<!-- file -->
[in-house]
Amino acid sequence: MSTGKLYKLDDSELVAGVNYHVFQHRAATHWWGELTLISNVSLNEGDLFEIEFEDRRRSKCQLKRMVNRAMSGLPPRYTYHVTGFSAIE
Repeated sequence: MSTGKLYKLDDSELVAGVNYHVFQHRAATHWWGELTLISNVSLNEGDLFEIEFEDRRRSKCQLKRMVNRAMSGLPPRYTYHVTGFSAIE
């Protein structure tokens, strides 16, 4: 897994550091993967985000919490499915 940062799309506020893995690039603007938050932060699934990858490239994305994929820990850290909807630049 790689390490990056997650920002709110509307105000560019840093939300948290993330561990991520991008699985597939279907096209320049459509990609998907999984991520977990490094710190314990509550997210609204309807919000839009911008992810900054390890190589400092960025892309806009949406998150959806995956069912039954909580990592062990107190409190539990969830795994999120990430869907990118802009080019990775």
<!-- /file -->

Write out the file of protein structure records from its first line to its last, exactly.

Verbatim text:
[in-house]
Amino acid sequence: MSTGKLYKLDDSELVAGVNYHVFQHRAATHWWGELTLISNVSLNEGDLFEIEFEDRRRSKCQLKRMVNRAMSGLPPRYTYHVTGFSAIE
Repeated sequence: MSTGKLYKLDDSELVAGVNYHVFQHRAATHWWGELTLISNVSLNEGDLFEIEFEDRRRSKCQLKRMVNRAMSGLPPRYTYHVTGFSAIE
């Protein structure tokens, strides 16, 4: 897994550091993967985000919490499915 940062799309506020893995690039603007938050932060699934990858490239994305994929820990850290909807630049 790689390490990056997650920002709110509307105000560019840093939300948290993330561990991520991008699985597939279907096209320049459509990609998907999984991520977990490094710190314990509550997210609204309807919000839009911008992810900054390890190589400092960025892309806009949406998150959806995956069912039954909580990592062990107190409190539990969830795994999120990430869907990118802009080019990775």